BWW Review: Seattle Rep's World Premiere of THE GREAT LEAP Shoots and Scores
If you're familiar with Lauren Yee, possibly from her previous premiere here in Seattle of "The King of the Yees" last year, you know of her gift for storytelling and crisp dialog. So, when another Yee World Premiere, "The Great Leap", was announced at the Seattle Rep I was excited. But, oh no! This one's about basketball and anyone that knows me knows that I'm illiterate to all things sportsball. So, I got my sportsball translator to come with me and thankfully didn't need to rely on her too much. She explained what a pick and roll was and what the hell a point guard did but other than that I was good as I was simply immersed in a lovely story of three men at different points in their life and from very different backgrounds each trying to find their own truth during a tumultuous time.
The show does suicides (another sportsball term I learned) back and forth between two time periods. In 1971 we see a young Chinese party member in Beijing, Wen Chang (Joseph Steven Yang), acting as translator for a visiting crass American basketball coach, Saul (Bob Ari), who's been brought over to teach the finer points of the American way of playing the game to the Beijing team. When Saul returns home he brags that he brought basketball to China (even though it's been there for quite some time) and makes the public claim that no Chinese team will ever beat an American one. Cut to 1989 and Saul is a struggling coach at the University of San Francisco but has been invited to bring his team to China for an exhibition game against the Beijing University team Wen Chang now coaches. Enter brash high school senior Manford (Linden Tailor), a Chinese American determined to get on the San Francisco team and go to Beijing. But each of these men have much more than just playing a basketball game in mind.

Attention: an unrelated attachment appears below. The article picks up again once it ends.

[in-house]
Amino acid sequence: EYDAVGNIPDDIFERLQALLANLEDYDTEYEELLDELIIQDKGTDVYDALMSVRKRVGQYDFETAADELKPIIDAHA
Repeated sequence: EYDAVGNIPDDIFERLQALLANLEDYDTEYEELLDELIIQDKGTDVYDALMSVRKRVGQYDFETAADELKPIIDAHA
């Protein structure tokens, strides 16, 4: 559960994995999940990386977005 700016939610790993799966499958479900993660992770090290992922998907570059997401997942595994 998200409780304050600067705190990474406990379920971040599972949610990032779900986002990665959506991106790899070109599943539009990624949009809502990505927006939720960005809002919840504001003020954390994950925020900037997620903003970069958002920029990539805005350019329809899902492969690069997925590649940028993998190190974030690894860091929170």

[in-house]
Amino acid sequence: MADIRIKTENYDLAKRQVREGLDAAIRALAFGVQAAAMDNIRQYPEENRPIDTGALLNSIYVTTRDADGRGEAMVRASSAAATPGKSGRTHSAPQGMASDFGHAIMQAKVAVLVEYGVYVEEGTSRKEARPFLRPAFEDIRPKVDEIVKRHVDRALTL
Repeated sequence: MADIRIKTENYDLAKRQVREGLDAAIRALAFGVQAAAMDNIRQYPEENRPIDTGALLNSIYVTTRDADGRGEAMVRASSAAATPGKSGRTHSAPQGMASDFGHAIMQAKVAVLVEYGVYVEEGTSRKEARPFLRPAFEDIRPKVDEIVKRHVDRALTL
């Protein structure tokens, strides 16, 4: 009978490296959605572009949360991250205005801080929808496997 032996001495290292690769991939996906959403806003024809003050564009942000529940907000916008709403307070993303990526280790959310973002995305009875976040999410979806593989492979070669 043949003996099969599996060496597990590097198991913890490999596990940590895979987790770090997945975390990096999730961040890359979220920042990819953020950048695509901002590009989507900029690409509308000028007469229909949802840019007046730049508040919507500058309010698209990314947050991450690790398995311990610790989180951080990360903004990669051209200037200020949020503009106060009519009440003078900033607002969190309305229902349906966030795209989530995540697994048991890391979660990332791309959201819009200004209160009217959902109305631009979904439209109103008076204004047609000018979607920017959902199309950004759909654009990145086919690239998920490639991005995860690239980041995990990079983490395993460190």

Director Eric Ting does a fantastic job of switching between the time periods and locales and keeping the action moving with never a wasted moment. Yes, it's literally writ large on the stage but the tone shifts are palpable as well with each moment building beautifully on the last until they all come to a head in an incredibly fast paced game of words. And kudos to Christopher Kuhl for his lighting and Shawn Duan for his projections which aid in that tension build immensely.
Ari has grabbed hold of one of the foulest mouthed, insensitive characters ever written and run with him with seeming glee and it's a joy to behold. Never making him a cartoon or caricature but still larger than life he nails the bluster of a broken man. On perfect counterpoint is Yang as the man towing the party line, very upright and ordered until he can no longer remain that way and even his final break is measured but heartbreaking. Keiko Green throws in some gorgeous and hilarious moments as Manford's no nonsense cousin Connie. But it's Tailor who you can't keep your eyes off with his mile-a-minute braggadocio and confidence the size of China. He keeps this young man extremely grounded yet driven with some wonderfully intense final scenes.
A beautiful play with vibrant characters and rich history crackling with fresh dialog, but then that's what we've come to expect from Lauren Yee. And so, with my three-letter rating system, I give "The Great Leap" at the Seattle Rep a 3-pointer of a YAY. And if you're like me, don't let the sportsballedness of it all scare you off. You'll be fine.